For the grace of God that brings salvation has appeared to all men,…
I. The apostle sets forth, as the foundation of all, THE APPEARANCE OF THE GRACE OF GOD. Grace, the theological term which, to many of us, sounds so cold and unreal and remote, is all throbbing with tenderness and warm with life if we understand what it means. It means the pulsation of the heart of God pouring a tide of gracious love on sinful men, who do not deserve one drop of it to fall upon them, and who dwell so far beneath His loftiness that the love is made still more wonderful by the condescension which makes it possible. The lofty loves the low, and the love is grace. The righteous loves the sinful, and the love is grace. Then, says my text, there is something which has made this Divine love of God, so wonderful in its loftiness, and equally wonderful in its passing by men's sinfulness, visible to men. The grace, has "appeared." Scientists can make sounds visible by the symmetrical lines into which heaps of sand upon a bit of paper are cast by the vibration of a string. God has made invisible love plain to the sight of all men, because He has sent us His Son.
II. NOTICE THE UNIVERSAL SWEEP OF THIS GRACE. The words should be read, "The grace of God, that bringeth salvation to all men, hath appeared." It brings salvation to all men. It does not follow from that, that all men take the salvation which it brings. Notice the underlying theory of a universal need that lies in these words. The grace brings salvation to all men, because all men need that more than any thing else. In the notion of salvation there lies the two ideas of danger and of disease. It is healing and it is safety; therefore, if it be offered to all, it is because all men are sick of a sore disease, and stand in imminent and deadly peril. That is the only theory of men's deepest need which is true to the facts of human existence.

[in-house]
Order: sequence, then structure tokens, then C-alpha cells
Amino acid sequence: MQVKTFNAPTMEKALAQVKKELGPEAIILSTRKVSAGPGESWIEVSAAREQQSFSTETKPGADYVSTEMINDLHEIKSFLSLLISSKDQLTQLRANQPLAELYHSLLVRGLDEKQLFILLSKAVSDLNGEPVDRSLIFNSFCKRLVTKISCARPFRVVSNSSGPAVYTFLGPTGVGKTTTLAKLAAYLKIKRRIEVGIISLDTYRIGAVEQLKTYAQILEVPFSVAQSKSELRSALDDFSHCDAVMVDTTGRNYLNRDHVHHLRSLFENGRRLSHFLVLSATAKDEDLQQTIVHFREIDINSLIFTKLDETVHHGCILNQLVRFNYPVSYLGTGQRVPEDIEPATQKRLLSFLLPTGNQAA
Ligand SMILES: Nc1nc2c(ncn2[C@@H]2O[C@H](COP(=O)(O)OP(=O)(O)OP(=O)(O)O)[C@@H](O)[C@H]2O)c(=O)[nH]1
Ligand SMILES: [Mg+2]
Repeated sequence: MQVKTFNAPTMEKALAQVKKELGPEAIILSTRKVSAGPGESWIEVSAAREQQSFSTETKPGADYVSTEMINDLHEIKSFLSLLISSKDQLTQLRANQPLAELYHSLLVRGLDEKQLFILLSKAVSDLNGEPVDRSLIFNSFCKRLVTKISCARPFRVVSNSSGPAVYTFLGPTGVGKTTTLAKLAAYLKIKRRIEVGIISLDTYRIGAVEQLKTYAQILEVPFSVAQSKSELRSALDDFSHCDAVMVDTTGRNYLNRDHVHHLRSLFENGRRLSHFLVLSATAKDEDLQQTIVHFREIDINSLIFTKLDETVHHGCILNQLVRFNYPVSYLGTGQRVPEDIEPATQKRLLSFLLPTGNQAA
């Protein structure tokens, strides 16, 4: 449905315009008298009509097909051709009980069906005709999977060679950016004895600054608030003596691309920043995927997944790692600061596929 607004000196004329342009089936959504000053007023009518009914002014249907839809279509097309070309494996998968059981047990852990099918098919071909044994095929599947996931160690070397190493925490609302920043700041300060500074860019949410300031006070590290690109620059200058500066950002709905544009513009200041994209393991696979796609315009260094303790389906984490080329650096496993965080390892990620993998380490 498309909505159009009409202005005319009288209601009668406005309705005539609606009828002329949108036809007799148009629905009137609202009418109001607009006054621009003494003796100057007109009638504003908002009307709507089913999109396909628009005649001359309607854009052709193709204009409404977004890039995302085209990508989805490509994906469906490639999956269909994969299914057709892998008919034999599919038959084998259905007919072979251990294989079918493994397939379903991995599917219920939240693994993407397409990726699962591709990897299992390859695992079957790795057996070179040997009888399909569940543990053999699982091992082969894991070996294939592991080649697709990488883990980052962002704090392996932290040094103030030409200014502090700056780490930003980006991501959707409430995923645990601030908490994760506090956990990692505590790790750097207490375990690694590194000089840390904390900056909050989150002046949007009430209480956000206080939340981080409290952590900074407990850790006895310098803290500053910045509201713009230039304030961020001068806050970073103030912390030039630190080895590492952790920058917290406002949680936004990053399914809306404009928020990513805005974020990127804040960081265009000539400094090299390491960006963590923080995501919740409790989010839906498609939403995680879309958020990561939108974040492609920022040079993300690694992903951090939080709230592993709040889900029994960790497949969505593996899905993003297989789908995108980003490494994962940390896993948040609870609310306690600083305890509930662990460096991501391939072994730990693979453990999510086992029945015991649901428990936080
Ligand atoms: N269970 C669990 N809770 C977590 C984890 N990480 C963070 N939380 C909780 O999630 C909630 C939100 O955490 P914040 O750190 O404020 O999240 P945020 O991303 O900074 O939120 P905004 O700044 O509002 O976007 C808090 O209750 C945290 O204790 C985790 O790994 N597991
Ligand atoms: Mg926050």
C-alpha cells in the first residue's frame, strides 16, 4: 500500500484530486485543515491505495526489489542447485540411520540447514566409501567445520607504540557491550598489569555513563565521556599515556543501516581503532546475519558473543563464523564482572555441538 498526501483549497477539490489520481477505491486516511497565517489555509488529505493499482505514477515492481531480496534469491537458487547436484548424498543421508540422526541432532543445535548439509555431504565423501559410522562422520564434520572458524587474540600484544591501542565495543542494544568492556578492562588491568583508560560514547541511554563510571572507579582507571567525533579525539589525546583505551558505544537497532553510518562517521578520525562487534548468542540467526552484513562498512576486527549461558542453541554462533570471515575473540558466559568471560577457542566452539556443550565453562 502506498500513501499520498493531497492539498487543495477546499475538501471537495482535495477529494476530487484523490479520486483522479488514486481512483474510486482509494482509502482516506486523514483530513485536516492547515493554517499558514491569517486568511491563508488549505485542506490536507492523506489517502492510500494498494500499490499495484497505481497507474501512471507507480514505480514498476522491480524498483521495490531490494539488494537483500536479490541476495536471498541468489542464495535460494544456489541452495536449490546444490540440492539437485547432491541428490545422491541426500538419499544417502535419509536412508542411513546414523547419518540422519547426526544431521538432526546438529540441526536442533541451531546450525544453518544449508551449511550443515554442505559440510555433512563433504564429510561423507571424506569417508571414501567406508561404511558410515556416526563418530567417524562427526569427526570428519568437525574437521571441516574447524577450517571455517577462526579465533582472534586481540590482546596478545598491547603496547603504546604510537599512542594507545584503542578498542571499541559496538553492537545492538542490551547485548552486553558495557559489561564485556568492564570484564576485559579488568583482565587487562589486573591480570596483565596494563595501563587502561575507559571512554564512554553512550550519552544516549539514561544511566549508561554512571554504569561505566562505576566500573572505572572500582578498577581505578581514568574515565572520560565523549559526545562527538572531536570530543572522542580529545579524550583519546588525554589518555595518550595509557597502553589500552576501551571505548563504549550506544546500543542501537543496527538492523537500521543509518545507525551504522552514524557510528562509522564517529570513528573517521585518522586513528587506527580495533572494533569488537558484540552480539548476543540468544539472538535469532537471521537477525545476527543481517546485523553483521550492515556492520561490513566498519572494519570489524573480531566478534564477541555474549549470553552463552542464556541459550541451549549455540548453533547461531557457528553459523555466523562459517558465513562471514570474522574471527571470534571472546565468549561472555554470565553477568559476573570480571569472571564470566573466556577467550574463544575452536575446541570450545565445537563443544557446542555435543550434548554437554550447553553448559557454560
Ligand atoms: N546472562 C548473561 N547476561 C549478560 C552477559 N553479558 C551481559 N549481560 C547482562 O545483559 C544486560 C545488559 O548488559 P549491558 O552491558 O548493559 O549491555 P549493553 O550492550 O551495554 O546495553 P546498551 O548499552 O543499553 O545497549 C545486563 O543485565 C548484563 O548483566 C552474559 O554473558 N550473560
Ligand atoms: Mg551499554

III. NOTICE THE GREAT WORK OF THIS GRACE MADE VISIBLE. It seems to be a wonderful descent from "the grace of God which bringeth salvation to all hath appeared" to "teaching us." Is that all? Is that worth much? If by "teaching" we mean merely a reiteration in words, addressed to the understanding or the heart, of the great principles of morality and conduct, it is a very poor thing, and a tremendous come down from the apostle's previous words. Such an office is not what the world wants. To try to cure the world's evils by teaching, in that narrow sense of the expression, is something like trying to put a fire out by reading the Riot Act to the flames. You want fire engines, and not paper proclamations, in order to stay their devouring course. But it is to be noticed that the expression here, in the original, means a great deal more than that kind of teaching. It means correcting, or chastening. Our Physician has in His great medicine chest balm and bandages for all wounds. But He has also a terrible array of gleaming blades with sharp edges, and of materials for cauterising and burning away proud flesh. And if ever we are to be made good and pure, as God wants to make us, it must be through a discipline that will often be agony, and will often be pain, and against the grain. For the one thing that God wants to do with men is to bring their wills into entire harmony with His. And we cannot have that done without much treatment which will inflict in love beneficent pain. No man can live beside that Lord without being rebuked moment by moment, and put to wholesome shame day by day, when he contrasts himself with that serene and radiant pattern and embodiment of all perfection. And no man can receive into his heart the powers of the world to come, the might of an indwelling Spirit, without that Spirit exercising as its first function that which Christ Himself told us it would perform (John 16:8).
(A. Maclaren, D. D.)
Parallel VersesKJV: For the grace of God that bringeth salvation hath appeared to all men,